That being said, there is one area that has consistently helped me get some pretty awesome interviews: my website and active web presence.
How so? Well let me make a quick list!
A Positive Web Presence is a Major Resume Asset
In today’s world of social media, having a positive web presence is essential. Companies look for people with knowledge and presence on the web. If you are not taking advantage of that, you are basically throwing away a free-bee.
Becoming an Active Blogger can lead to Opportunities
I write for Talent Zoo Media’s Beyond Madison Avenue. I can’t say it pays or has opened any major doors to me, but at the very least, it keeps me on my toes and pushes me to keep up with trends and events. Plus it gives me a place to expand my web presence. And it’s a great conversation piece at interviews.
Knowing Content Management Systems and Social Media Platforms is a Plus on any Resume
If you question the value of running your own blog and being active on the web, let me explain something to you: stop questioning the Internet. It’s big, it’s bad (in a good way!), and it’s here to stay. Embrace it because your employer does. And employers like people who embrace and understand major world trends. They tend to pick up new skills quickly and in today’s technological world, that’s a major asset.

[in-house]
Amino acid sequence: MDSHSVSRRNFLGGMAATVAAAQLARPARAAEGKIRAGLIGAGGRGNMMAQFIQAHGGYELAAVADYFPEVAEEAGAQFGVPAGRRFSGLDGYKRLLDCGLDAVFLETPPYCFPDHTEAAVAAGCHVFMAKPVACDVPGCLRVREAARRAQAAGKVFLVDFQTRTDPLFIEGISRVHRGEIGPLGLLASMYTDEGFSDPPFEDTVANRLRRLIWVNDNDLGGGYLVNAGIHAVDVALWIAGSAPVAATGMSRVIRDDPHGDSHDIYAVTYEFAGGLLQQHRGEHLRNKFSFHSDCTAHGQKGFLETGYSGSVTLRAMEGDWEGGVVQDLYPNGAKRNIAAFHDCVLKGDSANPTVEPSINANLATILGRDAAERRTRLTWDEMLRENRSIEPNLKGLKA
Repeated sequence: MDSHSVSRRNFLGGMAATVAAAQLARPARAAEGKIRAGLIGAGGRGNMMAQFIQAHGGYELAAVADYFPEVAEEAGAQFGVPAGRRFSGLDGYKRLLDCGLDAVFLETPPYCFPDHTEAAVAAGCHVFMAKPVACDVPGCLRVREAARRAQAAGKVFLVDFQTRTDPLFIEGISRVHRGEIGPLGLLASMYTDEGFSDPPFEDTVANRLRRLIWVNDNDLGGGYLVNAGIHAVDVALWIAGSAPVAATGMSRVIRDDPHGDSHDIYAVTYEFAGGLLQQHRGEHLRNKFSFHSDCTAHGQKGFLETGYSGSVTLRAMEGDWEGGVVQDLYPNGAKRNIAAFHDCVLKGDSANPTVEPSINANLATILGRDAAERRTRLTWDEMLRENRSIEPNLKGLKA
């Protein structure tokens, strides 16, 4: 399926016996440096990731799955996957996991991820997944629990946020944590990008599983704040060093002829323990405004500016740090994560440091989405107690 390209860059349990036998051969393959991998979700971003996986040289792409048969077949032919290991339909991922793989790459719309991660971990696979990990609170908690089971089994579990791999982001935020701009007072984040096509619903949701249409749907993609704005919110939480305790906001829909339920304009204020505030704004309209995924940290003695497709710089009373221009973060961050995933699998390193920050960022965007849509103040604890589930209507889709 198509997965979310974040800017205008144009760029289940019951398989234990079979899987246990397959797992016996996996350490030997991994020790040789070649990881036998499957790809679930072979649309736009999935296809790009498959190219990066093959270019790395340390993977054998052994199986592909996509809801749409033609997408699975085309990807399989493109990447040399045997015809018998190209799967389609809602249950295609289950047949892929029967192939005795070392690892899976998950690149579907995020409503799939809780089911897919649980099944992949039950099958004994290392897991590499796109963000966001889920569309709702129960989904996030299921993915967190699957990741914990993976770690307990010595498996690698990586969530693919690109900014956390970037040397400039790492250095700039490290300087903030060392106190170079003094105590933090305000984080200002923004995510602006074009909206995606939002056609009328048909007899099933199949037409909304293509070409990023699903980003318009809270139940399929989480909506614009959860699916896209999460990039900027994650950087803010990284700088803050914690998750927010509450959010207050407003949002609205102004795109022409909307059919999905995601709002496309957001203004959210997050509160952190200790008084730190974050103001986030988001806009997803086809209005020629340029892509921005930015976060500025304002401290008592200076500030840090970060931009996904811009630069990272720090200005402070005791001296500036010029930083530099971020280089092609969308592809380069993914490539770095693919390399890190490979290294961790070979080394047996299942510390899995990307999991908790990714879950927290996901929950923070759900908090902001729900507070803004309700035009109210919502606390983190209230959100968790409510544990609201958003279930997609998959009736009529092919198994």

Building a website is Easy
Ok, so I’m pushing the definition of “easy.” It’s not hard (your need only basic web development skills), but it takes time and the real issue with a site is not the architecture, it’s the content. That is unless you want a really custom site. In that case, you’re on your own. This site for example has been my pet project since September 2009 and my first trip to New York. I vividly remember fumbling around and struggling with Word Press in my lovely 10th floor, 63rd and Lex balcony apartment (of which I have zero photos… long story), but soon enough, I had it down. Now it’s all about maintenance and content.
Your Web Presence can be the Ultimate Portfolio
How many times have you lost a piece of work you wanted to show off? A solid web presence can prevent that and even help you show it off. Want an example? Take a look at the Veloshine commercial I worked on. It’s on Youtube and it’s not going anywhere anytime soon. Or for another example, once again my work with Talent Zoo.
Use the Tequila Principle when Building your Site
I have a close friend who has a wonderful theory about tequila: cheap, clear, and to the point. Like at lot of things in life (like pitching to bloggers), you can learn a lot from bar etiquette. Don’t go overboard on the design: keep it clean and clear. And don’t spend a fortune on it. You don’t need to.
While I was doing a little re-organizing of my massive collection of digital photos (A gigabyte is chunk change for me) I pleasantly found an old lost set of photos from my time in Europe. So I decided to do a little revisit of my time in Europe. All of these are circa 2008… I think. Click on the image below for a gallery!